“The fate of the Koala rests in your hands”: Australian Koala Foundation calls for the new Environment Minister to support the Koala Protection Act.


The Koala needs help right now!

It seems like the Hon. Tanya Plibersek MP can’t catch a break! Just after settling into her office as the new Environment Minister, she received a message from the Australian Koala Foundation (AKF) urging her to take action as the fate of the iconic Australian animal now rests in her hands.

The koala population in Australia has decreased significantly in the last few decades. Reasons vary such as habitat destruction, attacks by other animals, bushfires and road accidents. The AKF estimates that there are less than 60,000 koalas in the wild, possibly as low as 30,000. The AKF has been working hard for more than thirty years to develop detailed habitat mapping and population data and drafting solutions to save the koala. Their projects include the Koala Kiss Project, aiming to connect fragmented koala habitats, and the Koala Protection Act, a legislative solution that is expected to have a significant effect on this problem.


Koala Protection Act

The koala population in Australia has decreased significantly in the last few decades


The Koala Protection Act is demanding for support!

AKF Chair Deborah Tabart OAM has written to the new minister, requesting to meet with her to discuss the necessity and impact of implementing the Koala Protection Act. “The new Environment Minister is the 15th during my 33-year career at the Australian Koala Foundation. I hold great hope that with the minister’s parliamentary experience and expertise she will be able to help save the Koala,” said Deborah.

The proposed Act dives deep into the problem and comes up with a more thorough approach. Previous attempts by governments to protect the koalas only naively focused on the koala itself, while leaving their habitat vulnerable to industrial processes. The Act instead focuses on protecting trees, including empty habitats. This change might sound detrimental to politics and industries alike. However, the AKF believes that good industry leaders should not be threatened by it.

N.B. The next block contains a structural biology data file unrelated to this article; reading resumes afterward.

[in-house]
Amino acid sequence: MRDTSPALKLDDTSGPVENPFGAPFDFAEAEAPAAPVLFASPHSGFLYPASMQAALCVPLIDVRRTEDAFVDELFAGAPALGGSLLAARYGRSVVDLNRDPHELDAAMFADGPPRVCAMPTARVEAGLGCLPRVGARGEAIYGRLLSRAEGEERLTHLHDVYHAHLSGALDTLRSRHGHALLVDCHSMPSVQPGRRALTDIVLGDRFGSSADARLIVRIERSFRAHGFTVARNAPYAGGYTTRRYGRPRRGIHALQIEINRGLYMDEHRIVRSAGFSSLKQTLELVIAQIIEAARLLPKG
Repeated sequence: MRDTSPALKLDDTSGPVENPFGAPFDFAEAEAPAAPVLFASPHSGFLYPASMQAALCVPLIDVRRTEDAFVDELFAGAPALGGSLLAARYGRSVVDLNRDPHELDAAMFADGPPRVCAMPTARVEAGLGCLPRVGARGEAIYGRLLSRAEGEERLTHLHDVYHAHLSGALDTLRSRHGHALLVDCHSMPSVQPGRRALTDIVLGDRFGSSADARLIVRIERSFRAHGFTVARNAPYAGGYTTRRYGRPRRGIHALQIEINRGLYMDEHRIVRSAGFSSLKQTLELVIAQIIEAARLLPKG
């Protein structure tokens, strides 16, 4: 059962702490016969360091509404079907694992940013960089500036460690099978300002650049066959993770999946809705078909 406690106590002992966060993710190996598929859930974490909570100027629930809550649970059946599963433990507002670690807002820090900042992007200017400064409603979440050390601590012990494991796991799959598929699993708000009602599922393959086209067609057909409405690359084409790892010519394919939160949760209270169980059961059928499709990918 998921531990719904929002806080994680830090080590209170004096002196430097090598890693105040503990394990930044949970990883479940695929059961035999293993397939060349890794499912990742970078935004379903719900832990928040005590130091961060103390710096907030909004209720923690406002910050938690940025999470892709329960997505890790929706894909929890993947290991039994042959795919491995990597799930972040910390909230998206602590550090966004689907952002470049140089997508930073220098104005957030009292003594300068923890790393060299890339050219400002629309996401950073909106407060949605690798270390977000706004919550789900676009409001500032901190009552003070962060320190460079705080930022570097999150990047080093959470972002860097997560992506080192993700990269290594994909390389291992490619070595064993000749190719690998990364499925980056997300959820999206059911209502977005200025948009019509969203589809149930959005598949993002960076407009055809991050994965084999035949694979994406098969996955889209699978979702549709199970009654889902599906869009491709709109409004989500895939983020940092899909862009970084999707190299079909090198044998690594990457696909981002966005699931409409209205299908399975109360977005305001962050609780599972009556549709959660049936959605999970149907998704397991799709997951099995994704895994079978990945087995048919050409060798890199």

The Australian Koala Foundation


“The Koala Protection Act is firm but fair. It requires no funding, just the minister’s signature and the political will to convince the industry that they now have to do things by the book. The Koala Protection Act is a revolutionary piece of legislation that will change environmental law forever. I know it is feared by both sides of politics and the industries that support them, but it’s ultimately what’s needed to truly save the Koala.”

“I have expressed to the minister that I do not envy some of the decisions she will need to make to protect koala forests and the waterways that sustain them, but it’s what is required to lead to a more sustainable future.”


Koala’s status has been updated to “Endangered”


Koala’s status

In April 2012, the Australian government declared the “Vulnerable” status for the koala in NSW, the ACT and QLD. In just ten years, they have updated this status to “Endangered.” The Queensland Minister has even called the Queensland koala population “functionally extinct.” However, Victoria and South Australia have so far been excluded from the listings. “…Which is ridiculous. Why should some Koalas miss out?” Tabart said.


The Australian Koala Foundation’s request

“Minister, the existence of our beloved icon, the Koala now rests in your hands. Bulldozers continue to destroy habitats and that has to stop. I urge that you take the opportunity to sit down with me and discuss what needs to be done to save the koalas.” 

The government has disappointed the AKF numerous times by their ineffective actions towards conserving the koala. The AKF are calling for the urgent adoption of a Koala Protection Act. Half-hearted solutions will only delay the inevitable. What they need is strong, well thought out legislation action to stop the continuous damage to the natural Koala habitats. 

The message is simple. “No tree, no me.”

To find out more about the AKF’s plans to save the koala, visit savethekoala.com .


To find out how other Australian species like Kangaroo are being saved, click here.